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A Brief History of Everyone Who Ever Lived

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A Brief History of Everyone Who Ever Lived

The Human Story Retold Through Our Genes


15 min read
7 take-aways
Audio & text

What's inside?

The lens of modern genetics offers a compelling history of humankind.

Editorial Rating



  • Innovative
  • Scientific
  • Eye Opening


In telling the history of humankind through the relatively new lens of genetics and genomic sequencing, Adam Rutherford offers an original, compelling explanation of a complex science. Rutherford’s bona fides as a geneticist and science writer provide great credibility. This, combined with his balanced, hype-free exploration of what genes and DNA reveal about humans – past, present and future – should delight everyone, whether you’re a science newbie or an experienced genetics researcher.


Some 107 billion modern humans have lived on Earth over the past 300,000 years. Most share a near identical set of DNA, yet each person is unique.

You are nearly identical to every other person living or dead and are unique in the history of the universe. Ninety-seven percent of your genome – 23 chromosomes and three billion letters of DNA – comes from a random shuffling of your parents’ genomes, and theirs from a shuffling of their parents. This “recombination” means that no one has had or will ever have your exact genome. Even the DNA in identical twins differs by the time they are born.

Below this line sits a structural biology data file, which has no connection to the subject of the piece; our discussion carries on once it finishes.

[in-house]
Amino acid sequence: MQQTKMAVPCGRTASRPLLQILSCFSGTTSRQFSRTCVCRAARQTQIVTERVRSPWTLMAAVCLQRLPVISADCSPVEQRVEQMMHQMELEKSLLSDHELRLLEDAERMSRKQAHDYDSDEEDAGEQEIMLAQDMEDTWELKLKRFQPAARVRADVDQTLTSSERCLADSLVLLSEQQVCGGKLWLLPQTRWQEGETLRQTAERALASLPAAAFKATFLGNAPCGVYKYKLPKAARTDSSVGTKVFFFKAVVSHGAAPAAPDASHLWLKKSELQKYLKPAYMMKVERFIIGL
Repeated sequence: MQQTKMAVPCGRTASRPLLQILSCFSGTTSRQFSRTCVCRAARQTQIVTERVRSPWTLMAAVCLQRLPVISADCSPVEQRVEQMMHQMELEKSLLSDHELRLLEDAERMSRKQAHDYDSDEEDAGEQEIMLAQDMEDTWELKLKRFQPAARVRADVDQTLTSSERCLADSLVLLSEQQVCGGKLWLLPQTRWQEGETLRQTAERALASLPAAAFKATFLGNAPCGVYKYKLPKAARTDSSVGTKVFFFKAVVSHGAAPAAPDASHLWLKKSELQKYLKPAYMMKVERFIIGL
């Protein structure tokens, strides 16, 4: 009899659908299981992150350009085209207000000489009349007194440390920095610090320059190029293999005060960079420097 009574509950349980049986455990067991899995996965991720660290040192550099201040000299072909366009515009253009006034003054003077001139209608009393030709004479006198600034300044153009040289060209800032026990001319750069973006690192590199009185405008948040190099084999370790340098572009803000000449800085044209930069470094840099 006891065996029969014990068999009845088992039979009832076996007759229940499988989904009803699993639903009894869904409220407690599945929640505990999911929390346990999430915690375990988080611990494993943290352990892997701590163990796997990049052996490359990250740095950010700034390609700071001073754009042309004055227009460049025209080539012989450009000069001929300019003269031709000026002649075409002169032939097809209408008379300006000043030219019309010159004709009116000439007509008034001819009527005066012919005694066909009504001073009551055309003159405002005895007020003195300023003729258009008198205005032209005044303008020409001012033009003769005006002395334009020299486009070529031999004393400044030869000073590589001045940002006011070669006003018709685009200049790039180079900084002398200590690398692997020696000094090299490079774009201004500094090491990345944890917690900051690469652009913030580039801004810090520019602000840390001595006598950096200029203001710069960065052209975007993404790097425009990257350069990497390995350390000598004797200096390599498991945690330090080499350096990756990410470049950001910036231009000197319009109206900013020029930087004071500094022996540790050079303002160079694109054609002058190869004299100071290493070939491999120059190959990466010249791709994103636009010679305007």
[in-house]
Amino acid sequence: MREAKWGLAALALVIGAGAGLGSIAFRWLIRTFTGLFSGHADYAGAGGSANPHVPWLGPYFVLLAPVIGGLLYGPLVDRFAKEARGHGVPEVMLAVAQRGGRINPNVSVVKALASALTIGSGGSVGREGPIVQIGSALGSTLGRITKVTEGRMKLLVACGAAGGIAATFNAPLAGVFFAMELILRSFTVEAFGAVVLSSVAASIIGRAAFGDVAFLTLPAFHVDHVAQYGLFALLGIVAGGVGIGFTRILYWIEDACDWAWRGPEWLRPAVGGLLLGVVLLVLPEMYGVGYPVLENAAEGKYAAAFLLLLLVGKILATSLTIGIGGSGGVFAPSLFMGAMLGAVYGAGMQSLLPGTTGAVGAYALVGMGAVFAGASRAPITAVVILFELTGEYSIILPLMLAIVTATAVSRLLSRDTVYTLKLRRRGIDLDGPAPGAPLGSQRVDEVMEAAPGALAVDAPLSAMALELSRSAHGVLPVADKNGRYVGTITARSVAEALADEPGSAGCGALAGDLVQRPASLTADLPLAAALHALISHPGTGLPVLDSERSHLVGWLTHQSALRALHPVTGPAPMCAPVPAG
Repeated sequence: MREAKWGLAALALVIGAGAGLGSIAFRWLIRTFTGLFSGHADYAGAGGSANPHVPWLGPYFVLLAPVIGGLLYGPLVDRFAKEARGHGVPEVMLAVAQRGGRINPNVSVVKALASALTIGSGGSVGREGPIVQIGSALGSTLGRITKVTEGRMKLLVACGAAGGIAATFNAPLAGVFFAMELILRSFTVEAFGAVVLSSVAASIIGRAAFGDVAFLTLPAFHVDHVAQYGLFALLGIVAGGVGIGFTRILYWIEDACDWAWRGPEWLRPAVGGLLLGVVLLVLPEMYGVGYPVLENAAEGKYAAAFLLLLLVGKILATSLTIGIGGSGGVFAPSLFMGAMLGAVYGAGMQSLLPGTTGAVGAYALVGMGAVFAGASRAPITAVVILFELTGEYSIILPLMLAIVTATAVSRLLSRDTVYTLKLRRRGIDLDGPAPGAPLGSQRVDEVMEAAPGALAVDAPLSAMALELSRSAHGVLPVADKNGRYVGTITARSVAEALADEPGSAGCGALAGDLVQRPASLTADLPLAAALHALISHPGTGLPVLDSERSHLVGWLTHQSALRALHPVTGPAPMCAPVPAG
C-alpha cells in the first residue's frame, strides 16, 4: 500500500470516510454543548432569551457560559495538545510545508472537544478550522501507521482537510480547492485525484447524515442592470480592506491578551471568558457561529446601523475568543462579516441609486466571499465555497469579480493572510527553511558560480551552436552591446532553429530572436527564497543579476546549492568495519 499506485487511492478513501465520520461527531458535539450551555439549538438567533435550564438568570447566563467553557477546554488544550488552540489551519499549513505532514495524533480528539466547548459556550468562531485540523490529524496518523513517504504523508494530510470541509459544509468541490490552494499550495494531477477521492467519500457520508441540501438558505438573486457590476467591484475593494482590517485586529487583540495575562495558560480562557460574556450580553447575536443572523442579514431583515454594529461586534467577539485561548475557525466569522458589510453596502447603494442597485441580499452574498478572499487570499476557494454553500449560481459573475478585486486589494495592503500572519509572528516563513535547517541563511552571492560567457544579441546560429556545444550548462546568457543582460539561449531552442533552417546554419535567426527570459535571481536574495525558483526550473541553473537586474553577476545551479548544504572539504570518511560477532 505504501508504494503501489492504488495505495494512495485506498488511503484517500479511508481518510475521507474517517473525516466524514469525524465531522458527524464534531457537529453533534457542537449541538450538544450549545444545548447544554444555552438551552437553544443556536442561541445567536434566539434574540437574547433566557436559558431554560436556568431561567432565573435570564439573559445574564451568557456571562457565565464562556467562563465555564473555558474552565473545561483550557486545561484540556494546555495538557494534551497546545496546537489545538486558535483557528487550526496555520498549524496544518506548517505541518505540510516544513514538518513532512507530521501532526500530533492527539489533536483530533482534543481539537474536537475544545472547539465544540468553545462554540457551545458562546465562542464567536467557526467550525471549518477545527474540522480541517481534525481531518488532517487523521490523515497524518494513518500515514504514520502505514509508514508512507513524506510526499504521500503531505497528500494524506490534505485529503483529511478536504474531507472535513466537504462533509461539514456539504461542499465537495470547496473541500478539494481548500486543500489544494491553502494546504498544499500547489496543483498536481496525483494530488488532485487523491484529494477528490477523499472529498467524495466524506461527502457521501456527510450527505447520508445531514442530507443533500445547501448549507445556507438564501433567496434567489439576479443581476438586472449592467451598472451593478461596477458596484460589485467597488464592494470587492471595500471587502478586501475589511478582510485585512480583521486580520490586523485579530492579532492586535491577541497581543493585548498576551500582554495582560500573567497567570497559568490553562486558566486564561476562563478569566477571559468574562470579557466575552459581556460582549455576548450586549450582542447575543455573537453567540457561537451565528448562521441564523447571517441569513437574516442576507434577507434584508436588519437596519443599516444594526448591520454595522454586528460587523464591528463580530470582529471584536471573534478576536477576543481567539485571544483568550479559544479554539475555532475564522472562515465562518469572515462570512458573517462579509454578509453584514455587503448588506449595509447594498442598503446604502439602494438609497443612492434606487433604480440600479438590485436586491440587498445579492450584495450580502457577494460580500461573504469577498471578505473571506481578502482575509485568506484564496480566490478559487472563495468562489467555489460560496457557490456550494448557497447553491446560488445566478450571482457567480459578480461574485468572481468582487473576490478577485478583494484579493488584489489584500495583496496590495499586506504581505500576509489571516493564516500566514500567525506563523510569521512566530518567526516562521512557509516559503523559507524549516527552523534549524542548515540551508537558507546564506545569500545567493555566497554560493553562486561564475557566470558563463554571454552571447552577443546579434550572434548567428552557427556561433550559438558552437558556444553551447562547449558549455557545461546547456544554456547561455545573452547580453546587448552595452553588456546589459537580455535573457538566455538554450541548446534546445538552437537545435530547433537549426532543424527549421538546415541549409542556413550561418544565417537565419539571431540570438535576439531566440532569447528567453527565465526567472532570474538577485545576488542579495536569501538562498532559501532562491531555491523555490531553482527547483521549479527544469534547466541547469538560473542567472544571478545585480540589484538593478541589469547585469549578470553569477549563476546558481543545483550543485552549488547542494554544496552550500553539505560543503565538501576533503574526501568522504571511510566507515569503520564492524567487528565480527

You receive matching chromosomes from your parents to ensure redundancy. If you get a bad gene from your mother, the matching gene from your father overrides it. In many royal families – for example, the European Hapsburgs – centuries of inbreeding reduced this redundancy. Both sets of genes became flawed. Toward the end of their 20-year dynasty, half the Hapsburg children died by age 10 – a rate many times that of their contemporaries. Those who survived childhood, like King Charles II of Spain, suffered physical and mental ailments, including ...

About the Author

One of the world’s foremost science writers and speakers, Adam Rutherford earned a PhD in genetics from the University College of London.

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